Co-written by Tim Luscher
A brand is a company's promise to its customers and one's brand value reflects what people say about you, not what you say to them. Countless companies have suffered from grand illusions only to abruptly wake up and find themselves in bankruptcy (think, GM, Continental, Blockbuster and Borders).
A brand's value, and the subsequent price premium a firm commands can quickly collapse when unsupported by superior design quality. The Interbrand Global Brand Index of the top 100 brands, is littered with examples of brands whose value have abruptly tanked (Nokia losing 15%, Sony, 13%, Nintendo, 14% and Yahoo, 11% from 2010 to 2011).
Studies of stock performance show that design drives investor's expectations five percentage points over brand. However, combined firms with strong brands and design do ten percentage points better than brand alone. Since design is the vehicle that drives brand value when rooted in a firm's design performance, how can a brand's promises provide a well-managed sustainable growth path rather than just hollow brand attributes?
The process for aligning brand and design fundamentally consists of three phases: Direction, Design and Development. In the Direction phase, the corporate philosophy is established and renewed, determining the corporation's location in the current business environment and establishing its desired location in a predicted future environment. Branding seeks to upgrade the current brand by translating the corporate philosophy into brand attributes expressed by key words and images.
These attributes will then be embedded across all touch-points ensuring a cohesive communication of the brand in the corporation's design. If the corporation already has a well-established and desirable design philosophy that is expressed in its innovation, design language, design principles and signature elements, the product development will be informed by the updated brand attributes and brand identity.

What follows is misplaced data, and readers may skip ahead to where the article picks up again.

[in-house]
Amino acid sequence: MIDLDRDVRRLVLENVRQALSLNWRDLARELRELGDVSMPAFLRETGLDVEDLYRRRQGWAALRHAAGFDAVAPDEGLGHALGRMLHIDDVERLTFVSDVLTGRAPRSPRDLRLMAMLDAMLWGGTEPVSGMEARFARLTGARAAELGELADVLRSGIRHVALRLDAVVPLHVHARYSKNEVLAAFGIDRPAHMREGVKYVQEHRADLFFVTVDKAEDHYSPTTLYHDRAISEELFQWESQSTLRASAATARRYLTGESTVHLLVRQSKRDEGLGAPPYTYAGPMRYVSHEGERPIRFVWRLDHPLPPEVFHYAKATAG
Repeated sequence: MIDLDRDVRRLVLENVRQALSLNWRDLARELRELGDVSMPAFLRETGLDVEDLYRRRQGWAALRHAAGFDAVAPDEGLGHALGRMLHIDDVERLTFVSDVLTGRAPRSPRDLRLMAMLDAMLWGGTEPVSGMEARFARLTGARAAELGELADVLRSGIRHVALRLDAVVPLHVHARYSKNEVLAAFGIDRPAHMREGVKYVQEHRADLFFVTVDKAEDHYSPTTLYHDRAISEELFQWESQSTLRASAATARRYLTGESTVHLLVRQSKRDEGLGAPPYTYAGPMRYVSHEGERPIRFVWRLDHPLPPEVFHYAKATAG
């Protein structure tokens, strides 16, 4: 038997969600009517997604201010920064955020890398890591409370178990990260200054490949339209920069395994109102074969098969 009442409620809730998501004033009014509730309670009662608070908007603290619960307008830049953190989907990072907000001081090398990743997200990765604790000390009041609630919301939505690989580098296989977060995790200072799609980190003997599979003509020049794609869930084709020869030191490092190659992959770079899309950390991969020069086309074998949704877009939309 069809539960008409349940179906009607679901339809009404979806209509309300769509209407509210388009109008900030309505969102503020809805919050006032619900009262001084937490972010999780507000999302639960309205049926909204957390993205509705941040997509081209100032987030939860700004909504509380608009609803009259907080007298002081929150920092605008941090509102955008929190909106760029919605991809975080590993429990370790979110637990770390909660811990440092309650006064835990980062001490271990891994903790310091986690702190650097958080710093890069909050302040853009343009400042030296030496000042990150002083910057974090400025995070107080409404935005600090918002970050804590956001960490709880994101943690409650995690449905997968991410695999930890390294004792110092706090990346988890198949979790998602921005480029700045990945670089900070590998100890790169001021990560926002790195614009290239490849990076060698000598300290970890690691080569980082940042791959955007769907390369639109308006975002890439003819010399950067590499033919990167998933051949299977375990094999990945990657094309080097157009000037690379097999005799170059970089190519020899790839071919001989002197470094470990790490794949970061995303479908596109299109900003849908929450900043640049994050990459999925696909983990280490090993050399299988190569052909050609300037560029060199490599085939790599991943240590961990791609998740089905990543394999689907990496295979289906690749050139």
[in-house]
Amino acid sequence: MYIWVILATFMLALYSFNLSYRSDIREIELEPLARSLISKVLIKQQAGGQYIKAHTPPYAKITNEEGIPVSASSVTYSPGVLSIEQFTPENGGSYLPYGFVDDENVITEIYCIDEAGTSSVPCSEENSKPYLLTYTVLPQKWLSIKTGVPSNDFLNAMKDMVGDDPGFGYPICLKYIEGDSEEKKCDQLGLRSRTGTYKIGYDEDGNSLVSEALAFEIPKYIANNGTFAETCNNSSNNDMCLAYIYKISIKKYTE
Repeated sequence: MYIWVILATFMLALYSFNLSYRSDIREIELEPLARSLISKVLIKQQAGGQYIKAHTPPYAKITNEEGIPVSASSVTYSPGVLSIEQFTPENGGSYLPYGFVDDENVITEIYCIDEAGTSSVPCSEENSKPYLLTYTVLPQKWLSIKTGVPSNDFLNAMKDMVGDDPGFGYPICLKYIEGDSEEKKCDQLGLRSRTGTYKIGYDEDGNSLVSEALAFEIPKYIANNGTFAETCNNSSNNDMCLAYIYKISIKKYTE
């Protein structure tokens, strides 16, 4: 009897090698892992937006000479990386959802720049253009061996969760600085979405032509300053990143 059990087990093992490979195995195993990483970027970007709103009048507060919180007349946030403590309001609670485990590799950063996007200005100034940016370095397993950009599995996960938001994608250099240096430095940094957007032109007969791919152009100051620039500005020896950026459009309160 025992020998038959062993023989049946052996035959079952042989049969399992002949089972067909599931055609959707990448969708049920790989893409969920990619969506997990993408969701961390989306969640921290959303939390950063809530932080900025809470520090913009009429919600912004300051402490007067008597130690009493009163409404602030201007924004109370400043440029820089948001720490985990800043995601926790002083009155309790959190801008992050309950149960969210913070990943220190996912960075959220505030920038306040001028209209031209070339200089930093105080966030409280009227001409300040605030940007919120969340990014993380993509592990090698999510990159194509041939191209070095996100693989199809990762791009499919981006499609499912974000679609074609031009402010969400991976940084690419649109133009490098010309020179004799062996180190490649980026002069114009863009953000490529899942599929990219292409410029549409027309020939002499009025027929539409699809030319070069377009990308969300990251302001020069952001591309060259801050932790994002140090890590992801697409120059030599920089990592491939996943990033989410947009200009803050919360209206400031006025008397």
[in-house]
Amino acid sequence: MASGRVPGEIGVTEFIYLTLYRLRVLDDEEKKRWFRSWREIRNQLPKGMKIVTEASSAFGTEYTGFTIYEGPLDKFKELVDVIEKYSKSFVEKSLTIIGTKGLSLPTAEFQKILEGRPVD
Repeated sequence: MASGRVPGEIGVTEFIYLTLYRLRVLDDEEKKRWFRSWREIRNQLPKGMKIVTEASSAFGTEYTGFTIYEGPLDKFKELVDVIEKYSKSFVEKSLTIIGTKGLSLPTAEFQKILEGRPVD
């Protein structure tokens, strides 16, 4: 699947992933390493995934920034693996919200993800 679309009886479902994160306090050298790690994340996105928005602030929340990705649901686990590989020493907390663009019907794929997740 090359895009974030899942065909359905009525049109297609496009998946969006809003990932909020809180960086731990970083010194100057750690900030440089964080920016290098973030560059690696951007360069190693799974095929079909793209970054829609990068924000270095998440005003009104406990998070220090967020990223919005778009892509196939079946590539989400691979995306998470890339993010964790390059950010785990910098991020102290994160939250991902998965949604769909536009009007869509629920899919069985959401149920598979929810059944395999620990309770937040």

In the Design phase, the brand-inspired design language is applied to products, services, experiences and symbols. Ideally, the upgrade reaches across the whole organization's culture, architecture and routine, from social interaction, reporting, collaboration, building exterior and exterior to logo, taglines and slogans.
In the Development phase, design is tested in the target market and adjustments are made to both the design and the brand communication. Failures can occur at any stage of the product development process, but more so in the development phase where reading the markets' behavior is key.
Periodically, corporations' strategy calls for a radical shift from incremental to breakthrough innovation that requires a breakthrough re-branding and re-design. Such radical changes in brand demand an advanced design project starting before and running concurrently with the regular product development projects and continuously feeding into these projects. As an example, when BMW Group decided to reach out for a younger and broader market, their Z3 and Z7 sports cars and 3, 5 and 7 series sports salon car offerings were both differentiated and augmented with new products. Because of the restyling and new additions, BMW went from a luxury car group to the believability of "The Ultimate Driving Machine."
In conclusion, the most important things to get right in the design process are:
a) Consistency -- Throughout all phases of the design process, the updated brand identity must be maintained.
b) Cohesion -- The brand message must be exhibited not only in the physical attributes of the product but also in corporate communications, the touch points leading to a purchase decision, and ultimately the user experience.
c) Believability -- The user will consciously or unconsciously note any disconnection between brand message and user experience, reducing trust and tarnishing the brand.
For a brand to be successful, all the tangible and intangible elements must be considered throughout the design process. Design drives the brand; however, it must be rooted in a message that the user can relate to and trust.
Special thanks to Tim Luscher for researching and co-writing this article.
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